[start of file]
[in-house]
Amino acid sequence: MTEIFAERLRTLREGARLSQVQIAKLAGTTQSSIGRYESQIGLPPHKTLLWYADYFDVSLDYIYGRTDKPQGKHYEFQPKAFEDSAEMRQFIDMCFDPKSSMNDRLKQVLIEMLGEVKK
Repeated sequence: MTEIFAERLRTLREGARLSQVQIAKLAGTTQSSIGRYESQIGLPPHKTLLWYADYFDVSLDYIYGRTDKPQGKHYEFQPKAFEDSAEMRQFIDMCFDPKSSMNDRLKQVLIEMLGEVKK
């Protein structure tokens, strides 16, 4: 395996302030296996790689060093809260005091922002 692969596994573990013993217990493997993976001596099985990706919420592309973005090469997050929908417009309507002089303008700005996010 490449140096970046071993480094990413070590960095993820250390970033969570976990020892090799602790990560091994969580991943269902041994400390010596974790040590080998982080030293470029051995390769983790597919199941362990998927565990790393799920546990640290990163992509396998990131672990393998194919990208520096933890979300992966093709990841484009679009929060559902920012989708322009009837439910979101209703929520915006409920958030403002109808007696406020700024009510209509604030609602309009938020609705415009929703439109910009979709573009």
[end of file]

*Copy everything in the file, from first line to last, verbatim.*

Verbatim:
[in-house]
Amino acid sequence: MTEIFAERLRTLREGARLSQVQIAKLAGTTQSSIGRYESQIGLPPHKTLLWYADYFDVSLDYIYGRTDKPQGKHYEFQPKAFEDSAEMRQFIDMCFDPKSSMNDRLKQVLIEMLGEVKK
Repeated sequence: MTEIFAERLRTLREGARLSQVQIAKLAGTTQSSIGRYESQIGLPPHKTLLWYADYFDVSLDYIYGRTDKPQGKHYEFQPKAFEDSAEMRQFIDMCFDPKSSMNDRLKQVLIEMLGEVKK
């Protein structure tokens, strides 16, 4: 395996302030296996790689060093809260005091922002 692969596994573990013993217990493997993976001596099985990706919420592309973005090469997050929908417009309507002089303008700005996010 490449140096970046071993480094990413070590960095993820250390970033969570976990020892090799602790990560091994969580991943269902041994400390010596974790040590080998982080030293470029051995390769983790597919199941362990998927565990790393799920546990640290990163992509396998990131672990393998194919990208520096933890979300992966093709990841484009679009929060559902920012989708322009009837439910979101209703929520915006409920958030403002109808007696406020700024009510209509604030609602309009938020609705415009929703439109910009979709573009």